Holli and I used to talk about running a fair amount. Even though she wasn't a runner, she was my crew at all of my major races. In long races it isn't unusual to lose the ability to understand clearly what you need or what is going on. You can forget to eat, forget to drink, forget to change gear, the list goes on. It is nice to have someone who knows what you need even when you do not.
We inevitably lean on past experience to understand current experience. I've found that the difference between ultramarathons (in particular 100s) and shorter races is the number of ups and downs that you experience. In shorter races, there is often a clean arc that goes from feeling great to feeling tired to feeling the elation of finishing. With ultras you must endure several cycles of ups and downs before crossing a finish line that, at least for me, rarely brings a sense of elation. Only later does a sense of satisfaction set in.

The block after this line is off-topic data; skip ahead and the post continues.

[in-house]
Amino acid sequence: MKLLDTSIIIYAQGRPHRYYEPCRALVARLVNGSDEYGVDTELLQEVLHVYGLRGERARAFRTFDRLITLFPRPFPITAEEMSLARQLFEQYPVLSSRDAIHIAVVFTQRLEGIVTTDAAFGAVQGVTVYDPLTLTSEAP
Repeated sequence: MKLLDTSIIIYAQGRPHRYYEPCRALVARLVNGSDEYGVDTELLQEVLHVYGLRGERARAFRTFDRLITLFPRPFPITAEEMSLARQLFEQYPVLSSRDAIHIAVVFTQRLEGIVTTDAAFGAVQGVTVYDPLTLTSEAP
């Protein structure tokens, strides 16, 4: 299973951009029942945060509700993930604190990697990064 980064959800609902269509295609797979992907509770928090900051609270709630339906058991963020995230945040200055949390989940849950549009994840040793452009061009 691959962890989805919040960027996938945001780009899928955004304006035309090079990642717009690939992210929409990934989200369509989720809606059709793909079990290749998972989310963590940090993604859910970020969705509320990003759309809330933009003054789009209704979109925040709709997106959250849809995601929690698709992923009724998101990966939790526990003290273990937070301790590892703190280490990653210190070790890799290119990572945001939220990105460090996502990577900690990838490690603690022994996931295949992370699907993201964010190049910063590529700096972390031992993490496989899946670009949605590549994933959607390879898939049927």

The myth of grief is that there is some sort of clean arc to the process. The finish line lies when one has gone through all the stages, taken enough time, finished grieving or moved on. The language of grief coming to an end is so much a part of our lexicon that you don't notice it unless you are given reason to pay attention. Of course, it isn't true. There is neither a clean arch nor a finish line.
On Wednesday, I heard my 4 year old son explaining to one of his little friends that his mom died. Moments like that are heartbreaking and I know that there will be more. There is no finish line, just more ups and downs in a jungle gym of emotions that is neither fair nor predictable. At times memories are a comfort and at times they are an open wound. There are moments of pride and satisfaction as well as defeat.
The night after I finished my first 100, I dreamed that I was still running. It had it's ups and downs, but I was glad to still be running. And I felt strangely disappointed when I woke up in bed.